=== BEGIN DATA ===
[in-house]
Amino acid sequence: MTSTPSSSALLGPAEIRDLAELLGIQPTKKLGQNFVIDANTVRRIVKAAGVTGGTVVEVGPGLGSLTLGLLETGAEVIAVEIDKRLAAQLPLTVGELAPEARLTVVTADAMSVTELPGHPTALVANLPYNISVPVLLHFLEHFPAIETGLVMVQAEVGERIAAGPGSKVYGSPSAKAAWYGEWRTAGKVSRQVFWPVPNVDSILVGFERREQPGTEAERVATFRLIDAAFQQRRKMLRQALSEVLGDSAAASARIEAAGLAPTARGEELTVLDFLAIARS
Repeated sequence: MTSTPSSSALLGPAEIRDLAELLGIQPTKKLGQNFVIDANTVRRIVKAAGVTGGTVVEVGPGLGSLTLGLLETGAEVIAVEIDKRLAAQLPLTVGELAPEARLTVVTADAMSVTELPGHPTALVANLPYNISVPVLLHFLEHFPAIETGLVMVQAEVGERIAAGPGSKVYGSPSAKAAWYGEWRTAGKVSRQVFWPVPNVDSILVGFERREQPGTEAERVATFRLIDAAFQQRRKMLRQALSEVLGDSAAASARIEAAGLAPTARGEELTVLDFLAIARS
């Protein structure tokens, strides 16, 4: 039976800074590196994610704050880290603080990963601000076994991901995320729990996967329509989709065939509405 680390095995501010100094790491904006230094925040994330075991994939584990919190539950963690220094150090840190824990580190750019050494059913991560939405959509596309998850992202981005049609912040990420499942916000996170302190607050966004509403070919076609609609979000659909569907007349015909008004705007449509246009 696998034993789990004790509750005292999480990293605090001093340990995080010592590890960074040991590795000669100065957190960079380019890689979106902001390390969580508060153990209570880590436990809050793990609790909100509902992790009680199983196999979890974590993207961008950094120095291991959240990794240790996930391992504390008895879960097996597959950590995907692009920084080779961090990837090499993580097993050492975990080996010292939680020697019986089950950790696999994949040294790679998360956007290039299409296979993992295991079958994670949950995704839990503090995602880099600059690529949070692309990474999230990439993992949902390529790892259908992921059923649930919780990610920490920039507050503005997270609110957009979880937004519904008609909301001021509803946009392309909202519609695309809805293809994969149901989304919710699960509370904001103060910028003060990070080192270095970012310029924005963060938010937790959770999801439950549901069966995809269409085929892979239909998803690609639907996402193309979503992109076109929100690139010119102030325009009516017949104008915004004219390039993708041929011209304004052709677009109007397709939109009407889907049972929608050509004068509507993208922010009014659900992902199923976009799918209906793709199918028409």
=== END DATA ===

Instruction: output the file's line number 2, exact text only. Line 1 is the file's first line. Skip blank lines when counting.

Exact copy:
Amino acid sequence: MTSTPSSSALLGPAEIRDLAELLGIQPTKKLGQNFVIDANTVRRIVKAAGVTGGTVVEVGPGLGSLTLGLLETGAEVIAVEIDKRLAAQLPLTVGELAPEARLTVVTADAMSVTELPGHPTALVANLPYNISVPVLLHFLEHFPAIETGLVMVQAEVGERIAAGPGSKVYGSPSAKAAWYGEWRTAGKVSRQVFWPVPNVDSILVGFERREQPGTEAERVATFRLIDAAFQQRRKMLRQALSEVLGDSAAASARIEAAGLAPTARGEELTVLDFLAIARS